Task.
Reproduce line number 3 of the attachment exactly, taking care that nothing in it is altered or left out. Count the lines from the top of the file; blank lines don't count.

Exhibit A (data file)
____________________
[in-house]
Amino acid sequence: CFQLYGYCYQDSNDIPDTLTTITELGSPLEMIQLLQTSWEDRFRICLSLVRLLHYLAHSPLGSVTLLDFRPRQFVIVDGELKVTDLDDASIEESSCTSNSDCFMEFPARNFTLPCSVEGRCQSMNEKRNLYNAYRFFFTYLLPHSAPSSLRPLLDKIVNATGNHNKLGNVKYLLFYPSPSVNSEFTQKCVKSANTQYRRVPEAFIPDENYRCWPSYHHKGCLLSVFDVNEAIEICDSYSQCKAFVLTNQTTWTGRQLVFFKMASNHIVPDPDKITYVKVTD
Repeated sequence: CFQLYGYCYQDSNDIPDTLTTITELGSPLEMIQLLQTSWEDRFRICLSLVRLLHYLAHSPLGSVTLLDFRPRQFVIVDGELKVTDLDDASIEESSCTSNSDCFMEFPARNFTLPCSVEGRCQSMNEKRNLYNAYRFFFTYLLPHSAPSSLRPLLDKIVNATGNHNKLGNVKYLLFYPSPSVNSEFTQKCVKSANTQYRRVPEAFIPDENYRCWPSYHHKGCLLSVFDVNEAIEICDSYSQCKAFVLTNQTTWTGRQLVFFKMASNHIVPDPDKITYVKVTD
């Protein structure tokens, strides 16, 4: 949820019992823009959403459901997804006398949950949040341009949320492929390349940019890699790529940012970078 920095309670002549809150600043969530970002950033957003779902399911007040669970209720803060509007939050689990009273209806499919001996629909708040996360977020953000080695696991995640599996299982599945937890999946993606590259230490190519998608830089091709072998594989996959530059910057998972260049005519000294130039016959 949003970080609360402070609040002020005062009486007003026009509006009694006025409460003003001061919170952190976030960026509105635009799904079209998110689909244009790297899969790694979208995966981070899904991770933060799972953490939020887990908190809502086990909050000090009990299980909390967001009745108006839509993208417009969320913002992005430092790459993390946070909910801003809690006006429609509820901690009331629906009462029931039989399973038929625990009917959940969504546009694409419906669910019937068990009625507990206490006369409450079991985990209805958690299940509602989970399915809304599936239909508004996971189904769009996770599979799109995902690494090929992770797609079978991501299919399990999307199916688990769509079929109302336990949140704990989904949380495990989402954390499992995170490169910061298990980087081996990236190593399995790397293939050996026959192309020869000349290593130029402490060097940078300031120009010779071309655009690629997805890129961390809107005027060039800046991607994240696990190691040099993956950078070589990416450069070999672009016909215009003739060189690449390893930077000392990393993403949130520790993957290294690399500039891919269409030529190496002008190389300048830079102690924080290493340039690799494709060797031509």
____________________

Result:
Repeated sequence: CFQLYGYCYQDSNDIPDTLTTITELGSPLEMIQLLQTSWEDRFRICLSLVRLLHYLAHSPLGSVTLLDFRPRQFVIVDGELKVTDLDDASIEESSCTSNSDCFMEFPARNFTLPCSVEGRCQSMNEKRNLYNAYRFFFTYLLPHSAPSSLRPLLDKIVNATGNHNKLGNVKYLLFYPSPSVNSEFTQKCVKSANTQYRRVPEAFIPDENYRCWPSYHHKGCLLSVFDVNEAIEICDSYSQCKAFVLTNQTTWTGRQLVFFKMASNHIVPDPDKITYVKVTD